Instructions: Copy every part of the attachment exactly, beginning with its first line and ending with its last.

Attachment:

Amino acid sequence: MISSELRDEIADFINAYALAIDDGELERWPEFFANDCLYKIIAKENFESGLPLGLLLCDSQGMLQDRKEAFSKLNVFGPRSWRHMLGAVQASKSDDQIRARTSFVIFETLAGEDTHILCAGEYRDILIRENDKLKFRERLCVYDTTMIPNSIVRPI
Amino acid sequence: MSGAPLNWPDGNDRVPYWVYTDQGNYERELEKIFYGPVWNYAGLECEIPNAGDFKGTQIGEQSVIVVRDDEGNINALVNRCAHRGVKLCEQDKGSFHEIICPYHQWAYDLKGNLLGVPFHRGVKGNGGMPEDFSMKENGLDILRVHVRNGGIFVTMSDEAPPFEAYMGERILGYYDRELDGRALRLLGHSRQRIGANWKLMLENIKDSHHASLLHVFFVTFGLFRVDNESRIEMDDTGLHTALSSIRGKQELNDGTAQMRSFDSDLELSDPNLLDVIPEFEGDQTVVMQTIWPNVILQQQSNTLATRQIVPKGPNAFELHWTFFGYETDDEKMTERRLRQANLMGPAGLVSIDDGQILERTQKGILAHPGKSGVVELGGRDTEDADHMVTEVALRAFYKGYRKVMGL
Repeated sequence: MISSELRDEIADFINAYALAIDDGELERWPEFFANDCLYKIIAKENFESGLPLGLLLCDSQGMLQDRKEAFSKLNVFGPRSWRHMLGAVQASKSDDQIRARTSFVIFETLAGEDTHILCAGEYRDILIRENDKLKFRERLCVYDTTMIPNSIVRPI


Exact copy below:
Amino acid sequence: MISSELRDEIADFINAYALAIDDGELERWPEFFANDCLYKIIAKENFESGLPLGLLLCDSQGMLQDRKEAFSKLNVFGPRSWRHMLGAVQASKSDDQIRARTSFVIFETLAGEDTHILCAGEYRDILIRENDKLKFRERLCVYDTTMIPNSIVRPI
Amino acid sequence: MSGAPLNWPDGNDRVPYWVYTDQGNYERELEKIFYGPVWNYAGLECEIPNAGDFKGTQIGEQSVIVVRDDEGNINALVNRCAHRGVKLCEQDKGSFHEIICPYHQWAYDLKGNLLGVPFHRGVKGNGGMPEDFSMKENGLDILRVHVRNGGIFVTMSDEAPPFEAYMGERILGYYDRELDGRALRLLGHSRQRIGANWKLMLENIKDSHHASLLHVFFVTFGLFRVDNESRIEMDDTGLHTALSSIRGKQELNDGTAQMRSFDSDLELSDPNLLDVIPEFEGDQTVVMQTIWPNVILQQQSNTLATRQIVPKGPNAFELHWTFFGYETDDEKMTERRLRQANLMGPAGLVSIDDGQILERTQKGILAHPGKSGVVELGGRDTEDADHMVTEVALRAFYKGYRKVMGL
Repeated sequence: MISSELRDEIADFINAYALAIDDGELERWPEFFANDCLYKIIAKENFESGLPLGLLLCDSQGMLQDRKEAFSKLNVFGPRSWRHMLGAVQASKSDDQIRARTSFVIFETLAGEDTHILCAGEYRDILIRENDKLKFRERLCVYDTTMIPNSIVRPI